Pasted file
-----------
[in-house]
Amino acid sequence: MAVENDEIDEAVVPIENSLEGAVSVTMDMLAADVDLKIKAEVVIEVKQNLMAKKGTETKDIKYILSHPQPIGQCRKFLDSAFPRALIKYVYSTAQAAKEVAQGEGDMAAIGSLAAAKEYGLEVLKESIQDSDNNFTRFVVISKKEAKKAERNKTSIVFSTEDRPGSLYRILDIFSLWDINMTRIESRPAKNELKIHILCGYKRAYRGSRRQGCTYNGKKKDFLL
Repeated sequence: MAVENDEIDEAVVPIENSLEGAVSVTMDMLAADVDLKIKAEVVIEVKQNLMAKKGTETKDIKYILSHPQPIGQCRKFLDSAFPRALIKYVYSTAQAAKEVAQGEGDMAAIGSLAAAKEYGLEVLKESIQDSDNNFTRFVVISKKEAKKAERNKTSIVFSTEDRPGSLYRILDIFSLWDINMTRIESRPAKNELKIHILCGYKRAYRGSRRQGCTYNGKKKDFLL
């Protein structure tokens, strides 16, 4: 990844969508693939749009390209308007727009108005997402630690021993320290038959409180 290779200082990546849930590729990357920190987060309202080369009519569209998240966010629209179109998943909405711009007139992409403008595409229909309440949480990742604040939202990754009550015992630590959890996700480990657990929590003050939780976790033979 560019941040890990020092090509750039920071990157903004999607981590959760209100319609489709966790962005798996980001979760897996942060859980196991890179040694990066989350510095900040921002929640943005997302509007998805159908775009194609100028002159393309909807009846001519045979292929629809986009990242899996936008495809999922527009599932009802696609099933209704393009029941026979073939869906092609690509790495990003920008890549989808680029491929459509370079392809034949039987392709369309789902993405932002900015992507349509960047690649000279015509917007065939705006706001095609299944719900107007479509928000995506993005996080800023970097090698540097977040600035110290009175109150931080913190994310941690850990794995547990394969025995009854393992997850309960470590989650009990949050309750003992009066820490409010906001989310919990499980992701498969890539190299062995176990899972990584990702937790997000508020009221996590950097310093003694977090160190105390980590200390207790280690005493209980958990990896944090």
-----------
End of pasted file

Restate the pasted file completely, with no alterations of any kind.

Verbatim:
[in-house]
Amino acid sequence: MAVENDEIDEAVVPIENSLEGAVSVTMDMLAADVDLKIKAEVVIEVKQNLMAKKGTETKDIKYILSHPQPIGQCRKFLDSAFPRALIKYVYSTAQAAKEVAQGEGDMAAIGSLAAAKEYGLEVLKESIQDSDNNFTRFVVISKKEAKKAERNKTSIVFSTEDRPGSLYRILDIFSLWDINMTRIESRPAKNELKIHILCGYKRAYRGSRRQGCTYNGKKKDFLL
Repeated sequence: MAVENDEIDEAVVPIENSLEGAVSVTMDMLAADVDLKIKAEVVIEVKQNLMAKKGTETKDIKYILSHPQPIGQCRKFLDSAFPRALIKYVYSTAQAAKEVAQGEGDMAAIGSLAAAKEYGLEVLKESIQDSDNNFTRFVVISKKEAKKAERNKTSIVFSTEDRPGSLYRILDIFSLWDINMTRIESRPAKNELKIHILCGYKRAYRGSRRQGCTYNGKKKDFLL
């Protein structure tokens, strides 16, 4: 990844969508693939749009390209308007727009108005997402630690021993320290038959409180 290779200082990546849930590729990357920190987060309202080369009519569209998240966010629209179109998943909405711009007139992409403008595409229909309440949480990742604040939202990754009550015992630590959890996700480990657990929590003050939780976790033979 560019941040890990020092090509750039920071990157903004999607981590959760209100319609489709966790962005798996980001979760897996942060859980196991890179040694990066989350510095900040921002929640943005997302509007998805159908775009194609100028002159393309909807009846001519045979292929629809986009990242899996936008495809999922527009599932009802696609099933209704393009029941026979073939869906092609690509790495990003920008890549989808680029491929459509370079392809034949039987392709369309789902993405932002900015992507349509960047690649000279015509917007065939705006706001095609299944719900107007479509928000995506993005996080800023970097090698540097977040600035110290009175109150931080913190994310941690850990794995547990394969025995009854393992997850309960470590989650009990949050309750003992009066820490409010906001989310919990499980992701498969890539190299062995176990899972990584990702937790997000508020009221996590950097310093003694977090160190105390980590200390207790280690005493209980958990990896944090």